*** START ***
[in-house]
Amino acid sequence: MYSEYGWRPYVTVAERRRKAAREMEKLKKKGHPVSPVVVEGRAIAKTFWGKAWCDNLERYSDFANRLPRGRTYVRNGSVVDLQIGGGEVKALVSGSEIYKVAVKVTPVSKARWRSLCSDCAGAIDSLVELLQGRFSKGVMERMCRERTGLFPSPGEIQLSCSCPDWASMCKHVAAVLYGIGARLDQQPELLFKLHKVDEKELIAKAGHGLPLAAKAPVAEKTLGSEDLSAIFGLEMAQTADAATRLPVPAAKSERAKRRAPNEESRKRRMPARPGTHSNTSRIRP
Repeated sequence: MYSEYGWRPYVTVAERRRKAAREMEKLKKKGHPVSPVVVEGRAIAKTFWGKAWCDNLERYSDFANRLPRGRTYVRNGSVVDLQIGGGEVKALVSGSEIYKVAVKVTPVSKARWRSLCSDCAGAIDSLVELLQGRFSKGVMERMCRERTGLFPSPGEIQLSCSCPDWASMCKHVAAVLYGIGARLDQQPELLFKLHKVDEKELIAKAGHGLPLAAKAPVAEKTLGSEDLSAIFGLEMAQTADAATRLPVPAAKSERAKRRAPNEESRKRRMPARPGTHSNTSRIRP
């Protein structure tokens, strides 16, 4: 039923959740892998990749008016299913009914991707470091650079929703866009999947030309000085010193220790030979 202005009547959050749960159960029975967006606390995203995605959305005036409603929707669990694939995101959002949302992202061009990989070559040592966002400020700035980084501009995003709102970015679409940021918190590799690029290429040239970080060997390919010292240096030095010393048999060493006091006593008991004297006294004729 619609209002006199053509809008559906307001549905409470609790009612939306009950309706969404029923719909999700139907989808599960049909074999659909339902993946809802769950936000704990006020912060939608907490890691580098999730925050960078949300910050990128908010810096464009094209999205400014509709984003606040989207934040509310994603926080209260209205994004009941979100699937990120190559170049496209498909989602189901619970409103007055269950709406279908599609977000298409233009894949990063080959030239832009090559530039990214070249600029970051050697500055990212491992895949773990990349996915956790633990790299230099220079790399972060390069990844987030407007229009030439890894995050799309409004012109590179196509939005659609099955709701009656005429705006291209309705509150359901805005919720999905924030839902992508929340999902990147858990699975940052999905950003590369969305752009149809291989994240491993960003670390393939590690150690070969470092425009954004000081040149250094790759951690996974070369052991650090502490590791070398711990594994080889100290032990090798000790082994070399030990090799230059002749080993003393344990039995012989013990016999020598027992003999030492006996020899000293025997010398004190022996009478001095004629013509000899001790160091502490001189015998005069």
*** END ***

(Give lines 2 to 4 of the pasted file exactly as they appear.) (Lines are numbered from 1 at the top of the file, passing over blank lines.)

Amino acid sequence: MYSEYGWRPYVTVAERRRKAAREMEKLKKKGHPVSPVVVEGRAIAKTFWGKAWCDNLERYSDFANRLPRGRTYVRNGSVVDLQIGGGEVKALVSGSEIYKVAVKVTPVSKARWRSLCSDCAGAIDSLVELLQGRFSKGVMERMCRERTGLFPSPGEIQLSCSCPDWASMCKHVAAVLYGIGARLDQQPELLFKLHKVDEKELIAKAGHGLPLAAKAPVAEKTLGSEDLSAIFGLEMAQTADAATRLPVPAAKSERAKRRAPNEESRKRRMPARPGTHSNTSRIRP
Repeated sequence: MYSEYGWRPYVTVAERRRKAAREMEKLKKKGHPVSPVVVEGRAIAKTFWGKAWCDNLERYSDFANRLPRGRTYVRNGSVVDLQIGGGEVKALVSGSEIYKVAVKVTPVSKARWRSLCSDCAGAIDSLVELLQGRFSKGVMERMCRERTGLFPSPGEIQLSCSCPDWASMCKHVAAVLYGIGARLDQQPELLFKLHKVDEKELIAKAGHGLPLAAKAPVAEKTLGSEDLSAIFGLEMAQTADAATRLPVPAAKSERAKRRAPNEESRKRRMPARPGTHSNTSRIRP
């Protein structure tokens, strides 16, 4: 039923959740892998990749008016299913009914991707470091650079929703866009999947030309000085010193220790030979 202005009547959050749960159960029975967006606390995203995605959305005036409603929707669990694939995101959002949302992202061009990989070559040592966002400020700035980084501009995003709102970015679409940021918190590799690029290429040239970080060997390919010292240096030095010393048999060493006091006593008991004297006294004729 619609209002006199053509809008559906307001549905409470609790009612939306009950309706969404029923719909999700139907989808599960049909074999659909339902993946809802769950936000704990006020912060939608907490890691580098999730925050960078949300910050990128908010810096464009094209999205400014509709984003606040989207934040509310994603926080209260209205994004009941979100699937990120190559170049496209498909989602189901619970409103007055269950709406279908599609977000298409233009894949990063080959030239832009090559530039990214070249600029970051050697500055990212491992895949773990990349996915956790633990790299230099220079790399972060390069990844987030407007229009030439890894995050799309409004012109590179196509939005659609099955709701009656005429705006291209309705509150359901805005919720999905924030839902992508929340999902990147858990699975940052999905950003590369969305752009149809291989994240491993960003670390393939590690150690070969470092425009954004000081040149250094790759951690996974070369052991650090502490590791070398711990594994080889100290032990090798000790082994070399030990090799230059002749080993003393344990039995012989013990016999020598027992003999030492006996020899000293025997010398004190022996009478001095004629013509000899001790160091502490001189015998005069």